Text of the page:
"Kee" Points with Jim Kee, Ph.D.

Friday’s jobs report was a little below expectations, with an initial estimate of 173,000 jobs created in the month of August. That was below so-called ‘expectations’ of 220,000, and the market sold off. The BLS (Bureau of Labor Statistics) reported that the shortfall (from expectations) came primarily from two sectors – manufacturing and mining. Those two sectors in-turn correspond to the two big on-going shocks facing the US economy, namely, the rise in the dollar (hurting manufacturing exports) and the decline in energy prices (that’s the ‘mining’ part). The number will be subject to subsequent revisions, and over the past five years the August report has been subsequently revised upwards by an average of 79,000 jobs (WSJ). And to repeat from prior Kee Points, statistically the average of the last three months has the most predictive power as to what the next month’s (i.e. September) number will be. And the average payroll gains over the last three months is 221,000, so pretty solid.


In fact, the jobs report is seen as a problem by many analysts, as it does not provide a clear indication of strength or weakness, and that adds to the uncertainty over the issue of when the Federal Reserve will hike rates. Interestingly, 89 year-old former Fed Chairman Alan Greenspan also weighed in on the topic publically last week, arguing that the real problem in the US has nothing to do really with monetary policy, but rather fiscal policy (entitlement growth, etc.). “I find it baffling,” said Greenspan, “that we’ve fallen into the position where the major issue is whether a few basis points in an overnight rate by one central bank is going to be all determinant” (Greenspan went on to talk about a military expenditures problem, China, etc.). Even the press has latched on to the notion that it is somewhat absurd that the Federal Reserve needs another month’s data point(s) to make a decision on a policy (0% lower range target for the federal funds rate) that has been in place since basically December of 2008. But there’s a little more than that. As India central bank head Raghuram Rajan put it (Financial Times), “my position over time has been don’t raise rates when the world is in turmoil. It’s a long anticipated event, it has to happen sometime, but pick your time.” I think that’s probably driving the Fed’s thoughts, far more than just data points on jobs, growth, and inflation (which aren’t really forcing action).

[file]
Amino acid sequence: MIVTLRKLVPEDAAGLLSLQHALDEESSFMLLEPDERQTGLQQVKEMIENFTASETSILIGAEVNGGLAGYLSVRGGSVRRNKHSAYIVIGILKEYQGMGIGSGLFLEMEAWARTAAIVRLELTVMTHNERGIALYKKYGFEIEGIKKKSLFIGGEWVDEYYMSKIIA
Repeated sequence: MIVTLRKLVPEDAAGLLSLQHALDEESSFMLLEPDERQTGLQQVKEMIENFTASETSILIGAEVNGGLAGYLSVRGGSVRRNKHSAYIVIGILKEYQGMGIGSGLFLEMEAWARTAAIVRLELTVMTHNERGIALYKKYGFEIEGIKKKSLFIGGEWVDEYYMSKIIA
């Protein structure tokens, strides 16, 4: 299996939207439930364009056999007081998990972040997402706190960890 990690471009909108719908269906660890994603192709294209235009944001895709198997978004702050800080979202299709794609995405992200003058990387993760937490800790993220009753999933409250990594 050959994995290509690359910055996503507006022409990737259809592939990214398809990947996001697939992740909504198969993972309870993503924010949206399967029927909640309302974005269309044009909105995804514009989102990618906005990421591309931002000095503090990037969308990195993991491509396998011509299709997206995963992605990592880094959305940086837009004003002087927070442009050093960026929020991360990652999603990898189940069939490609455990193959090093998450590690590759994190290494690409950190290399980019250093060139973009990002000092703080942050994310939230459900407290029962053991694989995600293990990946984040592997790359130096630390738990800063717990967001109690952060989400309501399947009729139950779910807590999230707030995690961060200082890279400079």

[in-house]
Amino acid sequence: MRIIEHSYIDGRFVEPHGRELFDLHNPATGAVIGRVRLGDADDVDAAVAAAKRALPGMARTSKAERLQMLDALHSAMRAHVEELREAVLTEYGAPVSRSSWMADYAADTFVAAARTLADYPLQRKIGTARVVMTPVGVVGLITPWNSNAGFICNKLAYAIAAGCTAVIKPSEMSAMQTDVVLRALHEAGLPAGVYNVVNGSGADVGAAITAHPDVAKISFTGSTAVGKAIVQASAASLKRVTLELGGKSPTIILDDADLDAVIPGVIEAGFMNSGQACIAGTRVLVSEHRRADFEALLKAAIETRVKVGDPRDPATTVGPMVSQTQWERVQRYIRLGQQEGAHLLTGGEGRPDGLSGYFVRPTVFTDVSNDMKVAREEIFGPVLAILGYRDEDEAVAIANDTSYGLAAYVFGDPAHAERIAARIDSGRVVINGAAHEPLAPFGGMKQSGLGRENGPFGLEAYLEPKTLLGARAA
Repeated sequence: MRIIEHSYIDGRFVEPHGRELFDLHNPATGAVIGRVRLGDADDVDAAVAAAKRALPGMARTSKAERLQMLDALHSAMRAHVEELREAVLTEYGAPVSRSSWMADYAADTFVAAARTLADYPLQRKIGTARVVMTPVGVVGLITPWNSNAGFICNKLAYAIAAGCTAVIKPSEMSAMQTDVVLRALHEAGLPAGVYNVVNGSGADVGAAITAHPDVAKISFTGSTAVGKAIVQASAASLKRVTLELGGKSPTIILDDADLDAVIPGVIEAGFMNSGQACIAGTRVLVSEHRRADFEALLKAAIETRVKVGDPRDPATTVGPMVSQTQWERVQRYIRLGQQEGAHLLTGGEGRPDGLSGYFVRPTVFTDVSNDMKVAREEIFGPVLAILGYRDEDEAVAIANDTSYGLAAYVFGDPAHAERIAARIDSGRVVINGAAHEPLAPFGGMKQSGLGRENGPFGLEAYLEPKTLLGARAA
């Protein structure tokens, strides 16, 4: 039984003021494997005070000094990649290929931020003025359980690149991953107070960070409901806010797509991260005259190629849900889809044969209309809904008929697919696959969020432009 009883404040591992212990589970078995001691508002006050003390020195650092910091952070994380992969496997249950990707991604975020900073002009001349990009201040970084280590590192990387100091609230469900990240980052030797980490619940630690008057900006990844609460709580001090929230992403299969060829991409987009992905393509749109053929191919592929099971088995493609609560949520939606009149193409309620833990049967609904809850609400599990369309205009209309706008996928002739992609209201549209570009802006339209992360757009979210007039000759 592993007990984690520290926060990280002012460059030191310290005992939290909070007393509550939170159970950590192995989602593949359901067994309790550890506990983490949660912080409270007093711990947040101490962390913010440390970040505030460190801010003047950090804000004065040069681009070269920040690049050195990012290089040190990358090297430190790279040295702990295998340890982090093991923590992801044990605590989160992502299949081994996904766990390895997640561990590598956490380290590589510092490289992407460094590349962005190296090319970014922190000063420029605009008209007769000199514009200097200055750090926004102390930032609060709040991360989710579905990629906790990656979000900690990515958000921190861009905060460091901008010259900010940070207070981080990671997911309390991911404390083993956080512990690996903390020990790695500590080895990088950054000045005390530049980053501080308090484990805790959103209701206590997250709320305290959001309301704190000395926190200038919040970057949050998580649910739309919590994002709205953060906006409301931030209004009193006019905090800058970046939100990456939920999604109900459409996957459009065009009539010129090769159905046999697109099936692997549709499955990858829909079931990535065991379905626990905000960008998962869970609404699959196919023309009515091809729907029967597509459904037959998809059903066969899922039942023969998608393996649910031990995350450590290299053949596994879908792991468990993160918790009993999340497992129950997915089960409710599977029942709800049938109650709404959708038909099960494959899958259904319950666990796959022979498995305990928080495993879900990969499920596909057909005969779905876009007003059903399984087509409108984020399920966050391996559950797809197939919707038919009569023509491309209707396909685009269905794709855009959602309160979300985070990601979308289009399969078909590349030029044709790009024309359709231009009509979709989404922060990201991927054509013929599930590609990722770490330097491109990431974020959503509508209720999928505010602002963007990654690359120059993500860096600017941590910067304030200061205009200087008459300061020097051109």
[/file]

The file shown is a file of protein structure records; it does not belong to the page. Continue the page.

Also in the news last week was Nobel Laureate Robert Shiller, who was warning of a possible stock market drop based upon his ‘Cyclically Adjusted Price-to-Earnings Ratio.’ I’ve discussed the CAPE ratio before; it is basically the market P/E ratio, where the ‘E’ or earnings part is averaged over the prior 10 years, accounting for a full economic ‘cycle’ (10 years would encompass most business cycles). Hence the name, ‘cyclically adjusted P/E ratio.’ There are problems with the CAPE, most notably the fact that the current measure of the CAPE includes one of the largest earnings collapses (2008) since the Great Depression. That makes the numerator smaller and the current ratio larger (so the market would seem overvalued). Wharton financial economist Jeremy Siegel is one of CAPE’s biggest critics, though a good friend of Shiller’s. Siegel points out that real earnings growth accelerated after 1945, which makes it misleading to compare the current ratio with historical averages (as Shiller does) that go back to the 1800s. Siegel also points to other limitations of the CAPE, like the fact that accounting rules have changed over time. That also makes historical comparisons misleading. I personally have a problem with the fact that Shiller uses the Consumer Price Index (CPI) to adjust for inflation. Almost any economist who has worked with inflation adjusting will tell you that, as important as ‘real’ or ‘inflation-adjusted’ numbers are in theory, in practice the errors in the inflation index itself can distort the information content of the inflation adjusted numbers. To be fair, Shiller knows all of this, which is why in discussing the implications of the CAPE he notes that “it is not reliable” as a forecasting tool. He also stated last week that “the market could go a lot higher,” and that “nobody can really forecast the market accurately.”